Youth Offender Service


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Youth Offender Service

  1. 1. PARTNERSHIPS OVERVIEW AND SCRUTINY BOARD Swansea Youth Offending Service This presentation sets out the nature of the YOS partnership, its relationship with government and its achievements in reducing youth crime in Swansea since establishment in April 2000
  2. 2. Background <ul><li>Youth Offending Teams (YOT) were established in 2000 as part of the reform of the youth justice system carried through in the Crime & Disorder Act 1998. </li></ul><ul><li>During the mid 1990’s there was all party concern that the youth justice system was ineffective and in need of radical reform. </li></ul><ul><li>The Audit Commission report “Misspent Youth” portrayed an inconsistent process with ‘justice by geography’ dominating outcomes and youth crime increasing in volume and seriousness. </li></ul><ul><li>Critically agencies were perceived to be ’unco-ordinated’. </li></ul>
  3. 3. <ul><li>The reforms in 2000 centred on:- </li></ul><ul><li>The creation of the Youth Justice Board for England and Wales as a central co-ordinating non-departmental public body. Its functions being to advise Ministers of policy needs; establish an inspectorate function for YOT’s; to monitor the performance of the youth justice system; to disburse grants. </li></ul><ul><li>The establishment of Youth Offending Teams (Services) across England and Wales. </li></ul><ul><li>YOT’s were envisaged as part of a triangular process that would reduce crime and anti-social behaviour. </li></ul>
  4. 4. <ul><li>Community Safety Partnership </li></ul><ul><li>Youth Offending Teams Local Actions Teams </li></ul>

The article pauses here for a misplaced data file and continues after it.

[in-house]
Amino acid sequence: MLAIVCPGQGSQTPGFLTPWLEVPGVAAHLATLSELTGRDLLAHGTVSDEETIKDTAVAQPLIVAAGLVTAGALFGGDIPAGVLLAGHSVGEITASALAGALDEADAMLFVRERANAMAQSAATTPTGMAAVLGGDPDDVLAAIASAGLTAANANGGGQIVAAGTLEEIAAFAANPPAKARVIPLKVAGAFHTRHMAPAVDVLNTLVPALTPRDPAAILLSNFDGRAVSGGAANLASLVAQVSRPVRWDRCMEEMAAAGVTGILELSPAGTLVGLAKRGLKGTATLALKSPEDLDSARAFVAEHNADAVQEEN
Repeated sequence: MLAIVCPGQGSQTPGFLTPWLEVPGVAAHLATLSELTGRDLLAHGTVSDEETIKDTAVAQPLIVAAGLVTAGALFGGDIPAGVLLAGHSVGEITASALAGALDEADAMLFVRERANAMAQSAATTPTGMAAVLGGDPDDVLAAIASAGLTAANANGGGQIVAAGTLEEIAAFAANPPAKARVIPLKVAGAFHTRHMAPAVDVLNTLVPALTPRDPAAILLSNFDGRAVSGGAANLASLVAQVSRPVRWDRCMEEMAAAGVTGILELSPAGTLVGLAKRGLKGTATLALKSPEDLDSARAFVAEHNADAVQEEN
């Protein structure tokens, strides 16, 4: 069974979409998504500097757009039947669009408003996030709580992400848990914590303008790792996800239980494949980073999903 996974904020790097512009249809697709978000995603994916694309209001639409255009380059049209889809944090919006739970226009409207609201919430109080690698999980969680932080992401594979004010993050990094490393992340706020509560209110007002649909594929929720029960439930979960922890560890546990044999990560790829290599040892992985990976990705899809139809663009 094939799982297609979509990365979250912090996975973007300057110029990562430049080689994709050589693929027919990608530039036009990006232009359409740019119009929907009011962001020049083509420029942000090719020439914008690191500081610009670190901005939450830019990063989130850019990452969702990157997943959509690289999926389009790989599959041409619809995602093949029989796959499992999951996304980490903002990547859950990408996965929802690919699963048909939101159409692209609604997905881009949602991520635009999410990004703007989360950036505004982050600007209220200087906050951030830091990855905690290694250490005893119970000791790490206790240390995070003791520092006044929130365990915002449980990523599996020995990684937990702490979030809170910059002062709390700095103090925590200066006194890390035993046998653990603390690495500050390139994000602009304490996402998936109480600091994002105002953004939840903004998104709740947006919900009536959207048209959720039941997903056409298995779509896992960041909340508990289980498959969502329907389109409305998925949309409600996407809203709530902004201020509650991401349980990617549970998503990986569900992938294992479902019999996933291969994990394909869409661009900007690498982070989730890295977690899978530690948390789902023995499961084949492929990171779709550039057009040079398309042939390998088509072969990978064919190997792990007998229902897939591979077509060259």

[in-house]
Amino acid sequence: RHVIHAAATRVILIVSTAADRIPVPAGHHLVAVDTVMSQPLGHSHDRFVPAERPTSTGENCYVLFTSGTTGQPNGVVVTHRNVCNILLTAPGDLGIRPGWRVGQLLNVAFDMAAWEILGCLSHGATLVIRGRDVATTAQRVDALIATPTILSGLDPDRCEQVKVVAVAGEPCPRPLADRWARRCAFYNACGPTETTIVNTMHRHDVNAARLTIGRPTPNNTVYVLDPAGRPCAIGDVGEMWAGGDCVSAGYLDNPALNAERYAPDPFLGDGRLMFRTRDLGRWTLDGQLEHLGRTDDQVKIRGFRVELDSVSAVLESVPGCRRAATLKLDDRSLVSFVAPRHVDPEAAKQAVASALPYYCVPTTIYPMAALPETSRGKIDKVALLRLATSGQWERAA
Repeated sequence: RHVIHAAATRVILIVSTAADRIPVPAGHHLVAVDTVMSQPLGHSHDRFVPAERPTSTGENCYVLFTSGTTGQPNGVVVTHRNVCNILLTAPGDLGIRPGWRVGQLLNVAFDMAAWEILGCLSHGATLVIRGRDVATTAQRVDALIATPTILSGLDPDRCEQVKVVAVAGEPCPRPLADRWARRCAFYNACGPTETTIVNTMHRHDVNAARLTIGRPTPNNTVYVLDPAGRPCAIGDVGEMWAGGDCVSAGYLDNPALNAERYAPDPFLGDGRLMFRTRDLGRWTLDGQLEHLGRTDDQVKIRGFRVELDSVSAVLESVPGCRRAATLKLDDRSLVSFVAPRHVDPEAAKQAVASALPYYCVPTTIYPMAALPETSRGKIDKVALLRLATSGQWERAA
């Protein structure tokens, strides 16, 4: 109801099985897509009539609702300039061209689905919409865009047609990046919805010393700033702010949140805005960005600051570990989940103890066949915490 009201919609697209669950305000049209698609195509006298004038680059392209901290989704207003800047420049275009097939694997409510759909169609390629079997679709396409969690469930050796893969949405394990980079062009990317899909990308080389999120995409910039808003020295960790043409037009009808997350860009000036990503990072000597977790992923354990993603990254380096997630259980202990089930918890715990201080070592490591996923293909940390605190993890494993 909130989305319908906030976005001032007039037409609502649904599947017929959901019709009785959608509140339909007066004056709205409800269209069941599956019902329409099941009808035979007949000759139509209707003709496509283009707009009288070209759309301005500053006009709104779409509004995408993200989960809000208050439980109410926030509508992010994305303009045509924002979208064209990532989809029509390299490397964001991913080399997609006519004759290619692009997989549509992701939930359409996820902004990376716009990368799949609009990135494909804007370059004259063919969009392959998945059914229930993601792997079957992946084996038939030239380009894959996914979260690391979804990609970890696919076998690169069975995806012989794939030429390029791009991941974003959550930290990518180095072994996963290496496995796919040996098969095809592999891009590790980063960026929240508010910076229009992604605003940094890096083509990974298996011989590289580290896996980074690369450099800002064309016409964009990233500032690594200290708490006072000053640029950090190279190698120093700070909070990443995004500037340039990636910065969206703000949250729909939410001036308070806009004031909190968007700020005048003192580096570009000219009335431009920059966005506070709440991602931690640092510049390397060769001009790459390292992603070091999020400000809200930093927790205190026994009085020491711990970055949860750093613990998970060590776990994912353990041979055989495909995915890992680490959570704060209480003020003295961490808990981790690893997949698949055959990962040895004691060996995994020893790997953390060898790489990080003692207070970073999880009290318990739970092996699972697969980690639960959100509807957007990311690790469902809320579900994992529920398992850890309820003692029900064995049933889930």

5. 5. Youth Offending Teams <ul><li>Established as statutory multi-agency partnerships in Local Authority areas where Chief Executives have responsibility for Education and Social Services. </li></ul><ul><li>Responsibility for the resourcing of the YOT is placed directly with the Chief Executive of the Local Authority, together with the Chief Officers of Police, Health & Probation who must form a Steering Group/Management Board. </li></ul><ul><li>Each of the statutory partners is required to contribute at least one member of staff from its professional base. </li></ul>
  6. 6. <ul><li>THE PRINCIPAL DUTY OF THE YOT/YOS IS TO PREVENT OFFENDING BY CHILDREN AND YOUNG PEOPLE </li></ul><ul><li>This is to be established by:- </li></ul><ul><li>Swift administration of justice </li></ul><ul><li>Confronting Children and Young People with the consequences of offending behaviour </li></ul><ul><li>Provision of a range of sentencing options to enable responses which are proportionate to the seriousness and persistence of the offending behaviour </li></ul><ul><li>Encouraging parental responsibility </li></ul><ul><li>Helping Children and Young People to tackle associated problems and develop personal responsibility </li></ul>
  7. 7. <ul><li>Working corporately with all partner agencies within the Crime & Disorder Partnership to promote crime prevention and public safety </li></ul><ul><li>Promoting and participating in a strategic approach to ensure social inclusion and opportunity for participation in education, training and employment </li></ul><ul><li>By providing services without discrimination and with full regard to the cultural, religious and linguistic needs of a multi-cultural society </li></ul>